Author Tags: Fiction, Poetry, Theatre

Born in Winnipeg in 1957, Aaron Bushkowsky arrived in B.C. in 1988. He explores the relationship of a married couple to their prairie farm and one another in 'ed and mabel go to the moon' (1994), his first collection of poetry which was nominated for the Dorothy Livesay Poetry Prize in 1995. It was followed by Mars is for Poems (Oolichan) and The Vanishing Man (Cormorant, 2005), a linked collection of short stories that concerns men who undergo divorces, family death, failures and therapy in order to come to term with themselves and ‘see love again’.

In Bushkowsky’s Curtains for Roy (Cormorant $21) Alex is a playwright suffering from writer’s block and harsh reviews. His best friend, Roy, is a theatre director with lung cancer and six months left to live. In pursuit of fresh air and great wine, they go on a road trip to the Okanagan Valley, where Roy rediscovers his passion for theatre. But when he decides to stage a production of A Midsummer Night’s Dream at a winery, disaster ensues: the woman cast in the lead is the winery owner’s wife and has no talent; wildfires encroach upon the surrounding forest; and Roy slips closer to death, one cigarette at a time. Curtains for Roy is billed as a hilarious and poignant peek into the world of theatre, where the greatest drama is offstage and the best performances take place behind the curtain. 9781897151747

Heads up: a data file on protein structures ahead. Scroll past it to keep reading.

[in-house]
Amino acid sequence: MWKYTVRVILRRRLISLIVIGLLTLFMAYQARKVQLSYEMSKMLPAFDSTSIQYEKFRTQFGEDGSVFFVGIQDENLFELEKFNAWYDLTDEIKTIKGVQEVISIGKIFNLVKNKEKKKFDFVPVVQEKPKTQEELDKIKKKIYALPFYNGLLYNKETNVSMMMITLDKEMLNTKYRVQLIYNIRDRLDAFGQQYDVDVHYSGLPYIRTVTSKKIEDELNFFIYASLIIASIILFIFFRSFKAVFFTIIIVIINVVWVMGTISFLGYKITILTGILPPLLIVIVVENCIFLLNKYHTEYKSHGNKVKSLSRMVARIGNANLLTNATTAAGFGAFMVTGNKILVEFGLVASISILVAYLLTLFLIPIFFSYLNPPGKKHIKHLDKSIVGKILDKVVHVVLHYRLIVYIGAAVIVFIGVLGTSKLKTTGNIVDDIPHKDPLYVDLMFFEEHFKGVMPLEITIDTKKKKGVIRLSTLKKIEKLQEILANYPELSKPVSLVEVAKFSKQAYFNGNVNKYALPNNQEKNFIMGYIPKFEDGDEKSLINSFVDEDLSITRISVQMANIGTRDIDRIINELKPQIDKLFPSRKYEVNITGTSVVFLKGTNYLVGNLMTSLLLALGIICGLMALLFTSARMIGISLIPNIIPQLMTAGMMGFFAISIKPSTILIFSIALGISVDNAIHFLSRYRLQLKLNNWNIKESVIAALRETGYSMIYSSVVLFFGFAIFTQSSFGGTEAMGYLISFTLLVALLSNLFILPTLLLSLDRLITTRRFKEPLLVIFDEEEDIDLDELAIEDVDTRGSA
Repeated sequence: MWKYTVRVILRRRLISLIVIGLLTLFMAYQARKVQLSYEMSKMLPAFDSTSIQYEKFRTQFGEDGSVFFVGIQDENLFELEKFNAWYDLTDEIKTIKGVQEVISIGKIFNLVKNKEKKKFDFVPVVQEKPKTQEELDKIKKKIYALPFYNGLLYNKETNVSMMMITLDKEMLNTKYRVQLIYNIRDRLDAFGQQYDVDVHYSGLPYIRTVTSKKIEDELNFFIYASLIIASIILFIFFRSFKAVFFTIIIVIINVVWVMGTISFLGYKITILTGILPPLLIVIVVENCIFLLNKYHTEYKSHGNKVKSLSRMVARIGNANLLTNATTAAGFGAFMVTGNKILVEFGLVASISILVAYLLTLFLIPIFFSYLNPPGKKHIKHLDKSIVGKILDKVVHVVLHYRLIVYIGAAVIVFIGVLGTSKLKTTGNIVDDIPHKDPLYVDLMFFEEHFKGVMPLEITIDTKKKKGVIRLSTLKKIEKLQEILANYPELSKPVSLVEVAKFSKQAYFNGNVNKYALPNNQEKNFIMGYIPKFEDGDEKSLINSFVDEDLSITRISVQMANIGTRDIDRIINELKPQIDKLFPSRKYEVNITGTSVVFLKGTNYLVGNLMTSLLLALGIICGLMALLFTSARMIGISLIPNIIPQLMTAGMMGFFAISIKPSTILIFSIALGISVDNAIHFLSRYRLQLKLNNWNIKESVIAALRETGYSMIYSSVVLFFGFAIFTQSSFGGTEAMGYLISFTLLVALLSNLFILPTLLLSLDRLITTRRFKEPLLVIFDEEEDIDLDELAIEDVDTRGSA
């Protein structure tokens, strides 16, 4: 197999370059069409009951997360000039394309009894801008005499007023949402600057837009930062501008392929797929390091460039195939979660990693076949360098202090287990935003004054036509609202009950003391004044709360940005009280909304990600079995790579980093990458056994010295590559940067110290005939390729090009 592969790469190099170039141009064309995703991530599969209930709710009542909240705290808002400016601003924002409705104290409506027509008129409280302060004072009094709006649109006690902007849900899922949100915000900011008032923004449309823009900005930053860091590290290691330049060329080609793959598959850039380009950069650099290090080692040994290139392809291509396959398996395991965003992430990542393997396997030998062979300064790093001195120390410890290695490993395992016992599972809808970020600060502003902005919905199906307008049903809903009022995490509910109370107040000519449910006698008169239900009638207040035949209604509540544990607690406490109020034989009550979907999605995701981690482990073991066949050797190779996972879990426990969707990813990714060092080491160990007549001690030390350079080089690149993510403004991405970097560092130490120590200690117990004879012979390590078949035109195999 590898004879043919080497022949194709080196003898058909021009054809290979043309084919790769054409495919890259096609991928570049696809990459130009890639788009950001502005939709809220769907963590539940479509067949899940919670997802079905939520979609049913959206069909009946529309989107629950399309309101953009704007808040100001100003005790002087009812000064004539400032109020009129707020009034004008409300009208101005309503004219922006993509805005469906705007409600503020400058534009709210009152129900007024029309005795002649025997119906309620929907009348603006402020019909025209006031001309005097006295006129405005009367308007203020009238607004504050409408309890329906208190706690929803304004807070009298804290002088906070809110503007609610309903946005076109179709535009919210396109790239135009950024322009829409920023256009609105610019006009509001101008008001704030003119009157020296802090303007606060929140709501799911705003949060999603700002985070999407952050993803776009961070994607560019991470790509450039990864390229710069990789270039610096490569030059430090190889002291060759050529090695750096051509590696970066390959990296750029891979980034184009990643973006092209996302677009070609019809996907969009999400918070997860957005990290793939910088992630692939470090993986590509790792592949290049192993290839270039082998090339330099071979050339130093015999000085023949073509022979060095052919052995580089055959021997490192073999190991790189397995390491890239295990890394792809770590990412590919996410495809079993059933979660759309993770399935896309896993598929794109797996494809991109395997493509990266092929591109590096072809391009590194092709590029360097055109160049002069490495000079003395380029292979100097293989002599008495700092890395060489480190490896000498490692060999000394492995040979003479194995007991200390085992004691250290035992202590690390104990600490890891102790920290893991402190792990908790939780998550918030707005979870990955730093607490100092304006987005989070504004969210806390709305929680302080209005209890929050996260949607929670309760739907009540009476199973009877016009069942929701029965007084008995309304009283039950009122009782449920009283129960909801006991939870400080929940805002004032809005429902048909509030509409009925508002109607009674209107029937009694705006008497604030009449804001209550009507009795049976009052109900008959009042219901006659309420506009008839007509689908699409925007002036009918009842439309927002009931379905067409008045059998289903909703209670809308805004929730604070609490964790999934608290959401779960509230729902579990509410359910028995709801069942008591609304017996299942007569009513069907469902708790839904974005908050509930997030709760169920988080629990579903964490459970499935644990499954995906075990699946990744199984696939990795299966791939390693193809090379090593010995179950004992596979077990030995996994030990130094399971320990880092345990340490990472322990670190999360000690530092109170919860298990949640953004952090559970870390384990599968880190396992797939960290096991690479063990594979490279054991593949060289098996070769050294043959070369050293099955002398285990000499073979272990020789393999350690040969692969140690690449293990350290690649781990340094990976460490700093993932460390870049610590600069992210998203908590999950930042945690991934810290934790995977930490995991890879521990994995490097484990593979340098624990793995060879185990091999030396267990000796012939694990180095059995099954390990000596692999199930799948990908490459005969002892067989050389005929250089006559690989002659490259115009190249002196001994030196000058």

As a playwright, Bushkowsky has twice won Jessie Awards in Vancouver for Outstanding Original Play; for The Waterhead and Strangers Among Us. The Waterhead was released as a book by Playwrights Canada Press. His play One Last Kiss premiered at the Belfry and Vancouver Playhouse Theatres in 2004.

Bushkowsky’s quirky romance My Chernobyl (Playwrights Canada $16.95) won the 2008 Victoria Critics’ Spotlight award for Best Professional Production and Best New Play. When a naive Canadian travels to Belarus, in order to give an inheritance to his father’s last remaining relative, he meets his long-lost cousin, a beautiful, young Russian woman who views the Canadian as a ticket out of the radiation-blasted country. Cultures and ideals clash with touching and hilarious results. 978-0-88754-859-8

He has taught playwrighting and script writing at Langara College, Studio 58, Playwrights Theatre Centre and Vancouver Film Centre.

[BCBW 2014] "Poetry" "Theatre"

Curtains for Roy by Aaron Bushkowsky (Cormorant Books $21)
Review (2015)

Anyone who has enjoyed the wisecracking tomfoolery of Steve Coogan and his fellow impressionist Rob Brydon as unlikely restaurant critics in their buddy/road movies The Trip (in northern England) and The Trip to Italy will gobble up the banter in Aaron Bushkowsky’s continuously clever Curtains for Roy.

Curtains for Roy starts a bit like Withnail & I Go To The Okanagan except the dissing duo are older, semi-successful theatre types on a wine tour. Alex, a playwright with writer’s block, has agreed to chaperone his old friend, Roy, a theatre director who is dying of lung cancer, on a palliative adventure.

After much imbibing and self-loathing, trading barbs and uncomfortable truths, Roy is called upon to save a crumbling production of A Midsummer’s Night Dream for Kelowna’s first Bard in the Vineyard presentation.